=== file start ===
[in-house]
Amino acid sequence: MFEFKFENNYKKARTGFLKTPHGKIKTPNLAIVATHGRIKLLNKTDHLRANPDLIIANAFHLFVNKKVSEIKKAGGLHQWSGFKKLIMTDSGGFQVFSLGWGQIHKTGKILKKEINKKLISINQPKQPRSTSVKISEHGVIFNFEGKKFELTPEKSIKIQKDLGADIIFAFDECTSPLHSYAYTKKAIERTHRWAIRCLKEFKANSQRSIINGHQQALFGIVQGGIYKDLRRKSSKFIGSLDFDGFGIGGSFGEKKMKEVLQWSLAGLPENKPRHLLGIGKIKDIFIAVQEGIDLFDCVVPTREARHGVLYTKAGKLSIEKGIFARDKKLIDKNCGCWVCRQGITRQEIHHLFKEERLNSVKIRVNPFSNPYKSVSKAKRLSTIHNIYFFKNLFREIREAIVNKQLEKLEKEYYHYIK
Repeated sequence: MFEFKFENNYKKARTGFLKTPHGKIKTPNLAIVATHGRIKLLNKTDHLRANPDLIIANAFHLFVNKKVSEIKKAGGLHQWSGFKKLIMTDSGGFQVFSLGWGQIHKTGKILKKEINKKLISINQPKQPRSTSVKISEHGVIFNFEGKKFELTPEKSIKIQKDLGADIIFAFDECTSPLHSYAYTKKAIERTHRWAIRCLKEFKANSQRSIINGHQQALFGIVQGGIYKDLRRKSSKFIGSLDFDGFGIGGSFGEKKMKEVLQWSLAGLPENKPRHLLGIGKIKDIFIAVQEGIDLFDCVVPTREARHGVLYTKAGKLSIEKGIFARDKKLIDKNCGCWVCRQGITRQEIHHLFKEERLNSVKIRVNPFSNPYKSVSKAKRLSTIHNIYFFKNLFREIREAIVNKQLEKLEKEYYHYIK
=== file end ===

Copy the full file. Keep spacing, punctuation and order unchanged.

[in-house]
Amino acid sequence: MFEFKFENNYKKARTGFLKTPHGKIKTPNLAIVATHGRIKLLNKTDHLRANPDLIIANAFHLFVNKKVSEIKKAGGLHQWSGFKKLIMTDSGGFQVFSLGWGQIHKTGKILKKEINKKLISINQPKQPRSTSVKISEHGVIFNFEGKKFELTPEKSIKIQKDLGADIIFAFDECTSPLHSYAYTKKAIERTHRWAIRCLKEFKANSQRSIINGHQQALFGIVQGGIYKDLRRKSSKFIGSLDFDGFGIGGSFGEKKMKEVLQWSLAGLPENKPRHLLGIGKIKDIFIAVQEGIDLFDCVVPTREARHGVLYTKAGKLSIEKGIFARDKKLIDKNCGCWVCRQGITRQEIHHLFKEERLNSVKIRVNPFSNPYKSVSKAKRLSTIHNIYFFKNLFREIREAIVNKQLEKLEKEYYHYIK
Repeated sequence: MFEFKFENNYKKARTGFLKTPHGKIKTPNLAIVATHGRIKLLNKTDHLRANPDLIIANAFHLFVNKKVSEIKKAGGLHQWSGFKKLIMTDSGGFQVFSLGWGQIHKTGKILKKEINKKLISINQPKQPRSTSVKISEHGVIFNFEGKKFELTPEKSIKIQKDLGADIIFAFDECTSPLHSYAYTKKAIERTHRWAIRCLKEFKANSQRSIINGHQQALFGIVQGGIYKDLRRKSSKFIGSLDFDGFGIGGSFGEKKMKEVLQWSLAGLPENKPRHLLGIGKIKDIFIAVQEGIDLFDCVVPTREARHGVLYTKAGKLSIEKGIFARDKKLIDKNCGCWVCRQGITRQEIHHLFKEERLNSVKIRVNPFSNPYKSVSKAKRLSTIHNIYFFKNLFREIREAIVNKQLEKLEKEYYHYIK